Charles Scarf of Wells Fargo has apologized for the race’s comments

Charles Scarf of Wells Fargo has apologized for the race's comments

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Charles Sharp

U.S. Wells Fargo, the bank’s head, has apologized for the comments, saying the lack of diversity in the bank’s top rankings was responsible for the lack of minority candidates.

Comments made in a June call with employees and repeated in the memo were widely criticized after the report came out on Tuesday.

The head of the bank, Charles Scarf, said he had made “sensitive remarks reflecting my own unconscious prejudice”.

He said, ‘I’m sorry.’

Sorry In a message to employees Shared by the bank, following an earlier statement, in which Mr. Scarf said his comments were misinterpreted. “Sorry”.

“Wells Fargo and the entire financial services industry employ many talented diverse individuals and I never meant to suggest otherwise,” Mr Sharf said in a message on Wednesday.

“Across the industry, we haven’t done enough to improve diversity, especially at the senior leadership level.”

‘Limited pool’

Mr. Scarf’s comments come as the corporate world faces scrutiny for handling diversity issues.

Wells Fargo’s own record on race has also been in the spotlight, as the pay firm has paid millions to settle discriminatory lending and rental investigations.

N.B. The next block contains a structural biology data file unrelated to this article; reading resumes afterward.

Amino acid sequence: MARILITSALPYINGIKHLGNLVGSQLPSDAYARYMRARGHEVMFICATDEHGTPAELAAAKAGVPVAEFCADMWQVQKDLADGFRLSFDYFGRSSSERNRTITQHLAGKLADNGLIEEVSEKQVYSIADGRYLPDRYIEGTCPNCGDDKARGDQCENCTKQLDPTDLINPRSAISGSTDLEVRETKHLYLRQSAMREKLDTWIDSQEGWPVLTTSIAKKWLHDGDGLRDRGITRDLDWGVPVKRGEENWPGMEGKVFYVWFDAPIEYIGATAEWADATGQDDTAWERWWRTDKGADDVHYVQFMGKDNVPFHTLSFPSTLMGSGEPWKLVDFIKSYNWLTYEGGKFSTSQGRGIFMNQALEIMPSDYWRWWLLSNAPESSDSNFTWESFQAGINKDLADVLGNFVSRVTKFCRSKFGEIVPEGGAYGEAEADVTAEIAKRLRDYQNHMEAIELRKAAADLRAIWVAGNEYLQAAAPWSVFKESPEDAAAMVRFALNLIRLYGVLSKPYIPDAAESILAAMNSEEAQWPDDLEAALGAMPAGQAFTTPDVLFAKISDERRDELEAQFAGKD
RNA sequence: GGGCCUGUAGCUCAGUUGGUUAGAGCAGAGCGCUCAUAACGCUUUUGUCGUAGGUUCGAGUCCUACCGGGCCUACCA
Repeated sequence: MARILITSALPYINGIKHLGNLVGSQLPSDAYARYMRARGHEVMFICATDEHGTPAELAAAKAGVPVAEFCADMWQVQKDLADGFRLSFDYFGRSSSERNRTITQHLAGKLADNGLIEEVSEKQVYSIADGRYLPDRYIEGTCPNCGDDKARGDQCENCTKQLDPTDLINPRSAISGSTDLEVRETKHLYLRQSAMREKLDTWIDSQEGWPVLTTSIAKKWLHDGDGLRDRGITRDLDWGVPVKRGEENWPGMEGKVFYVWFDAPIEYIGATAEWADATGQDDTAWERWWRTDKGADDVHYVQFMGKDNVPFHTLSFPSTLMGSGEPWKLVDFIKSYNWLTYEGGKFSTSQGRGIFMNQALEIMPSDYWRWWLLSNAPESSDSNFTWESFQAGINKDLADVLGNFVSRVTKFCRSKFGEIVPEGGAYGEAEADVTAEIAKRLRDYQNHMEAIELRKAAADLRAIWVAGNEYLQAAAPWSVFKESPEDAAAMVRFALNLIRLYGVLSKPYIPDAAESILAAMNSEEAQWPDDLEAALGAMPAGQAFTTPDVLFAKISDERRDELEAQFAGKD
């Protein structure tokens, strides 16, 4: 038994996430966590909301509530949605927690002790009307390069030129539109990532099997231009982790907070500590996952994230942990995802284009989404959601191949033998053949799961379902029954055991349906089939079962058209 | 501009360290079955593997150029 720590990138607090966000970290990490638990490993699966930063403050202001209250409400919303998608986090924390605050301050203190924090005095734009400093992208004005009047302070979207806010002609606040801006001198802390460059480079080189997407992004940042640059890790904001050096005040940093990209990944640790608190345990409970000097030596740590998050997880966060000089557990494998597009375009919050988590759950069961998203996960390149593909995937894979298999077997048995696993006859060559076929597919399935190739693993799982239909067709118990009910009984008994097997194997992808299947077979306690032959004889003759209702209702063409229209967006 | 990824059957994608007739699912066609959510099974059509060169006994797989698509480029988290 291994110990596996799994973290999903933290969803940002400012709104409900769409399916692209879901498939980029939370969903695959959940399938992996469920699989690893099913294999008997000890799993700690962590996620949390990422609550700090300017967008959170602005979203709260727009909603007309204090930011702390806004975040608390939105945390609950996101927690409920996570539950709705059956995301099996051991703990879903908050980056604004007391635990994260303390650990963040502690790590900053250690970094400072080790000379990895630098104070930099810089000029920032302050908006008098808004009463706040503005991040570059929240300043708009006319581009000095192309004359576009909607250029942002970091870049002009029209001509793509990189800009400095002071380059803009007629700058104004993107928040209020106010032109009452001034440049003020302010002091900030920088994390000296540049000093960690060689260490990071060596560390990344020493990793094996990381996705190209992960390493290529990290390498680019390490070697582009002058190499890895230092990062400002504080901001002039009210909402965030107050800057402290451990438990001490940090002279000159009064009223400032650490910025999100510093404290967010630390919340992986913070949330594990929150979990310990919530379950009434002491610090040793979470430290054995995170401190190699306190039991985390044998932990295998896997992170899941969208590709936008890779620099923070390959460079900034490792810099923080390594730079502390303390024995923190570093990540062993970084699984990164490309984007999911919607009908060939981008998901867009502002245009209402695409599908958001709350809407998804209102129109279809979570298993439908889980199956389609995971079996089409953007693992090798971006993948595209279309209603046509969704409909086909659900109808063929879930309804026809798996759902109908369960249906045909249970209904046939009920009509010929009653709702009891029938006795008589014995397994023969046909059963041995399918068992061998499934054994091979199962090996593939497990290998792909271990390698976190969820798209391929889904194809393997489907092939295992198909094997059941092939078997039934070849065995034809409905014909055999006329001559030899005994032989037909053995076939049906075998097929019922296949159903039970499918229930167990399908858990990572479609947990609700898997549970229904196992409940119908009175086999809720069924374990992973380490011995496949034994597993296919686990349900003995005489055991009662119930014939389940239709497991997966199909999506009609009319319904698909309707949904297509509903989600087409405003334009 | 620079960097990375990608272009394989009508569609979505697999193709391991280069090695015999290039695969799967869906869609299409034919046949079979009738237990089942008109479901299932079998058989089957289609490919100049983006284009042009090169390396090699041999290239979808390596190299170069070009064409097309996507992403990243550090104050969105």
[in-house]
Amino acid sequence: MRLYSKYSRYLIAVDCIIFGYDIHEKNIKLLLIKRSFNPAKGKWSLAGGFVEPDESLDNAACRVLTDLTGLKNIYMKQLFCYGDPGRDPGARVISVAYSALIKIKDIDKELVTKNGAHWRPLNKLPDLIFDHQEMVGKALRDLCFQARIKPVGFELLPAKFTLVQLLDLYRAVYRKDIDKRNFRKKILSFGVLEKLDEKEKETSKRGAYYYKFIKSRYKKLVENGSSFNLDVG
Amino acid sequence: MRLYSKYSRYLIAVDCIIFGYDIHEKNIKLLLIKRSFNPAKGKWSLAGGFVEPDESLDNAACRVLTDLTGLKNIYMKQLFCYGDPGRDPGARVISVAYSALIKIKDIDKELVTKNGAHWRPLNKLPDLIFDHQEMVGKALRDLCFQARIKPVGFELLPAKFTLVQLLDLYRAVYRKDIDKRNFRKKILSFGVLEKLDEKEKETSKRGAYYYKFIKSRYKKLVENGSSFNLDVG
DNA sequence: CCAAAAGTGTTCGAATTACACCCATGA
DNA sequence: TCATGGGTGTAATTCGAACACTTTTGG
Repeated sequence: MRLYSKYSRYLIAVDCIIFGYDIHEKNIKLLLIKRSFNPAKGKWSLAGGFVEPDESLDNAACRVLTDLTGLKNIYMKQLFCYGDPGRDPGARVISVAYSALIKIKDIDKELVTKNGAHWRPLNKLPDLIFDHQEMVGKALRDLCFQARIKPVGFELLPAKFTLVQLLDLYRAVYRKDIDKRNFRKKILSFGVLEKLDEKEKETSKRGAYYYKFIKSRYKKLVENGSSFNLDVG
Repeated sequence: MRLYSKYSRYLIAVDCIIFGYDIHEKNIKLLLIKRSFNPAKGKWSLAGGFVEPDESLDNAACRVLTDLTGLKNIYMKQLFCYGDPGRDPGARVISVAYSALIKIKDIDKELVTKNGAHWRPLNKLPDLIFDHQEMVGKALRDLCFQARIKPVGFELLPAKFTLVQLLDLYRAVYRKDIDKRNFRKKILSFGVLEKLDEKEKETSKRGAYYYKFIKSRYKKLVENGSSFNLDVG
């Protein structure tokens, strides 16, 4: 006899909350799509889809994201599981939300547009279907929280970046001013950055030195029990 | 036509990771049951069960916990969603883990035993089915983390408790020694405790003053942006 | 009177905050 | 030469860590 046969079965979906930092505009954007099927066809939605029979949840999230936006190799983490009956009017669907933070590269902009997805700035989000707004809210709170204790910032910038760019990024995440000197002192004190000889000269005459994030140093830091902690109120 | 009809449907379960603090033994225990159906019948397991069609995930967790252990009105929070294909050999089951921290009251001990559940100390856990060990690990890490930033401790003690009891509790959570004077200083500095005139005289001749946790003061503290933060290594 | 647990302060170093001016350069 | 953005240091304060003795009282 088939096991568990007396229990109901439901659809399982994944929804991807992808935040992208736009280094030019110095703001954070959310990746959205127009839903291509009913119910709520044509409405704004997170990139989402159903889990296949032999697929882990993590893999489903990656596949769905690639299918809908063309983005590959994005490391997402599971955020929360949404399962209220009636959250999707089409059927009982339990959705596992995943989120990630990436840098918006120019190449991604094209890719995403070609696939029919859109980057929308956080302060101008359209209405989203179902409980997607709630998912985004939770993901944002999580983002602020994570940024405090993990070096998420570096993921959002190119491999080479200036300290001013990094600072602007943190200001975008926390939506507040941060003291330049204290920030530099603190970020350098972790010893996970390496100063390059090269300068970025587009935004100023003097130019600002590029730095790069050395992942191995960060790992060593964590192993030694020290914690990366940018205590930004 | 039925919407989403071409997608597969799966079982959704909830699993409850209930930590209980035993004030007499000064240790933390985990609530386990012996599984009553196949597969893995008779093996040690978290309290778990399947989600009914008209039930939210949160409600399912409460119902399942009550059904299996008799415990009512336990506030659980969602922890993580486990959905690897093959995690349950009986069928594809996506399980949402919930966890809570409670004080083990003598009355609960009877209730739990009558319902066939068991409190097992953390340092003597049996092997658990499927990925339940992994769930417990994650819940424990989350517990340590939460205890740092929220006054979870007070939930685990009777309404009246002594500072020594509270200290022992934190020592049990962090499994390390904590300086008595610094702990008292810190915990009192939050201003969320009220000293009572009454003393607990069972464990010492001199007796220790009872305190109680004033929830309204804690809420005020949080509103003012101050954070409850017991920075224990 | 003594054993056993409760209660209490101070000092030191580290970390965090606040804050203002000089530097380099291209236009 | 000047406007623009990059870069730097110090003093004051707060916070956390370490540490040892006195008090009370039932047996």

In June, following global protests over police brutality and racism, the bank announced a diversification initiative.

In a memo announcing the plans, Reuters reported: “While it may seem like an excuse, the unfortunate reality is that there is a very limited pool to recruit from black talent.”

The remarks drew criticism from businessmen as well as business leaders, such as Alexandria Ocasio-Cortez, a Liberal Congresswoman.

“Maybe it’s the CEO of Wells Fargo who doesn’t have the talent to hire black workers.” Ms Ocasio-Cortez said in a tweet.

Mr. Scarf, who joined Wells Fargo last year, listed the bank’s recent appointments as evidence of a variety of commitments, including adding two black staff to its operating operating committee.

He has promised to double the number of black leaders in the next five years and has tied administrative returns to reach diversity goals, among other changes.

“Teri McClure, a former executive at the United Parcel Service, who has lived among them,” said anyone who, given his status, his perspective and new facts, would have to give him the benefit of the doubt. Critics of Mr. Scarf told Reuters.

“The Wells Fargo team should use this as an opportunity to move forward,” he added.

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